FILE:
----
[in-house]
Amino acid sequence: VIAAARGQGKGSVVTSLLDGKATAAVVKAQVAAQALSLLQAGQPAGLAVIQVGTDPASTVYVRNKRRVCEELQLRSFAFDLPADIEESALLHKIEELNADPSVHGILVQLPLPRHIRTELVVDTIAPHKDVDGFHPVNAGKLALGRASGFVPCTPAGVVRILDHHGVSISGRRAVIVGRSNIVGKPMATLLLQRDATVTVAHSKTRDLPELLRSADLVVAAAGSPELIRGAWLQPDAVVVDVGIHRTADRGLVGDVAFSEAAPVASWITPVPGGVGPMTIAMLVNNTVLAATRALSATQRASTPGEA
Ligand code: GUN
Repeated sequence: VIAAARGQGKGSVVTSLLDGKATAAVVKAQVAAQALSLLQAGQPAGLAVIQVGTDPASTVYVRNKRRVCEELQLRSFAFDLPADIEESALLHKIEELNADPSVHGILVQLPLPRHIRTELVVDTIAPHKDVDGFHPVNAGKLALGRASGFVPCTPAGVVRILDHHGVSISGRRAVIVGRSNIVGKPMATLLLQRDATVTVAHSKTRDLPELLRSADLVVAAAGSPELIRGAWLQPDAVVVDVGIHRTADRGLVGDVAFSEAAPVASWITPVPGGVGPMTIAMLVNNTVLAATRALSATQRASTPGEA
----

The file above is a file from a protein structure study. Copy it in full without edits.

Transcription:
[in-house]
Amino acid sequence: VIAAARGQGKGSVVTSLLDGKATAAVVKAQVAAQALSLLQAGQPAGLAVIQVGTDPASTVYVRNKRRVCEELQLRSFAFDLPADIEESALLHKIEELNADPSVHGILVQLPLPRHIRTELVVDTIAPHKDVDGFHPVNAGKLALGRASGFVPCTPAGVVRILDHHGVSISGRRAVIVGRSNIVGKPMATLLLQRDATVTVAHSKTRDLPELLRSADLVVAAAGSPELIRGAWLQPDAVVVDVGIHRTADRGLVGDVAFSEAAPVASWITPVPGGVGPMTIAMLVNNTVLAATRALSATQRASTPGEA
Ligand code: GUN
Repeated sequence: VIAAARGQGKGSVVTSLLDGKATAAVVKAQVAAQALSLLQAGQPAGLAVIQVGTDPASTVYVRNKRRVCEELQLRSFAFDLPADIEESALLHKIEELNADPSVHGILVQLPLPRHIRTELVVDTIAPHKDVDGFHPVNAGKLALGRASGFVPCTPAGVVRILDHHGVSISGRRAVIVGRSNIVGKPMATLLLQRDATVTVAHSKTRDLPELLRSADLVVAAAGSPELIRGAWLQPDAVVVDVGIHRTADRGLVGDVAFSEAAPVASWITPVPGGVGPMTIAMLVNNTVLAATRALSATQRASTPGEA